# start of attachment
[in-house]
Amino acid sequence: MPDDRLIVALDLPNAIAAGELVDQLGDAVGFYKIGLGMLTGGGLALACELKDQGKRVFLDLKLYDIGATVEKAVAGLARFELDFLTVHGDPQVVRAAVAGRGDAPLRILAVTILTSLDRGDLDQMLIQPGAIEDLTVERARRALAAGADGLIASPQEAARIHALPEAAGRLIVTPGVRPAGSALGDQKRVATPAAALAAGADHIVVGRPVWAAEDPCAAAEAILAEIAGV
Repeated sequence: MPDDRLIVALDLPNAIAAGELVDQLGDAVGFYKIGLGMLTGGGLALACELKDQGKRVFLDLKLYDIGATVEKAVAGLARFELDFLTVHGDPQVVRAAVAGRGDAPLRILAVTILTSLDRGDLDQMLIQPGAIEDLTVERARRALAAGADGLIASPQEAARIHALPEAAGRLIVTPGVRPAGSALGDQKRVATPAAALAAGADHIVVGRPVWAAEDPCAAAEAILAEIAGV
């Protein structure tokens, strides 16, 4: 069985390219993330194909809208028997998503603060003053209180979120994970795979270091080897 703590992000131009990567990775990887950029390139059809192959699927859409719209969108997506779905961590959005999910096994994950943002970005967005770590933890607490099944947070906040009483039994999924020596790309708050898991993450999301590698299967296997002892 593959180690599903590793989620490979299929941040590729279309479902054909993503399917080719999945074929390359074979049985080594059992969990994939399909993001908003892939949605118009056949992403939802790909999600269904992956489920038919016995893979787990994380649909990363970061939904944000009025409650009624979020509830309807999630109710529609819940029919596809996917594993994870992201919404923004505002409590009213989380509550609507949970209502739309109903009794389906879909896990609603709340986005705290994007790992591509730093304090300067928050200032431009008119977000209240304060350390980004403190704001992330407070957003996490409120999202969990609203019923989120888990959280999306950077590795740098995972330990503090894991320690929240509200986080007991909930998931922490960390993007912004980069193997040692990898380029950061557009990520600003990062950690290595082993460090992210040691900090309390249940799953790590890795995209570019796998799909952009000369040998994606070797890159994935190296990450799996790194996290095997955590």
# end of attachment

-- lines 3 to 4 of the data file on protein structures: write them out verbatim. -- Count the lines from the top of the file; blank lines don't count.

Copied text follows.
Repeated sequence: MPDDRLIVALDLPNAIAAGELVDQLGDAVGFYKIGLGMLTGGGLALACELKDQGKRVFLDLKLYDIGATVEKAVAGLARFELDFLTVHGDPQVVRAAVAGRGDAPLRILAVTILTSLDRGDLDQMLIQPGAIEDLTVERARRALAAGADGLIASPQEAARIHALPEAAGRLIVTPGVRPAGSALGDQKRVATPAAALAAGADHIVVGRPVWAAEDPCAAAEAILAEIAGV
């Protein structure tokens, strides 16, 4: 069985390219993330194909809208028997998503603060003053209180979120994970795979270091080897 703590992000131009990567990775990887950029390139059809192959699927859409719209969108997506779905961590959005999910096994994950943002970005967005770590933890607490099944947070906040009483039994999924020596790309708050898991993450999301590698299967296997002892 593959180690599903590793989620490979299929941040590729279309479902054909993503399917080719999945074929390359074979049985080594059992969990994939399909993001908003892939949605118009056949992403939802790909999600269904992956489920038919016995893979787990994380649909990363970061939904944000009025409650009624979020509830309807999630109710529609819940029919596809996917594993994870992201919404923004505002409590009213989380509550609507949970209502739309109903009794389906879909896990609603709340986005705290994007790992591509730093304090300067928050200032431009008119977000209240304060350390980004403190704001992330407070957003996490409120999202969990609203019923989120888990959280999306950077590795740098995972330990503090894991320690929240509200986080007991909930998931922490960390993007912004980069193997040692990898380029950061557009990520600003990062950690290595082993460090992210040691900090309390249940799953790590890795995209570019796998799909952009000369040998994606070797890159994935190296990450799996790194996290095997955590």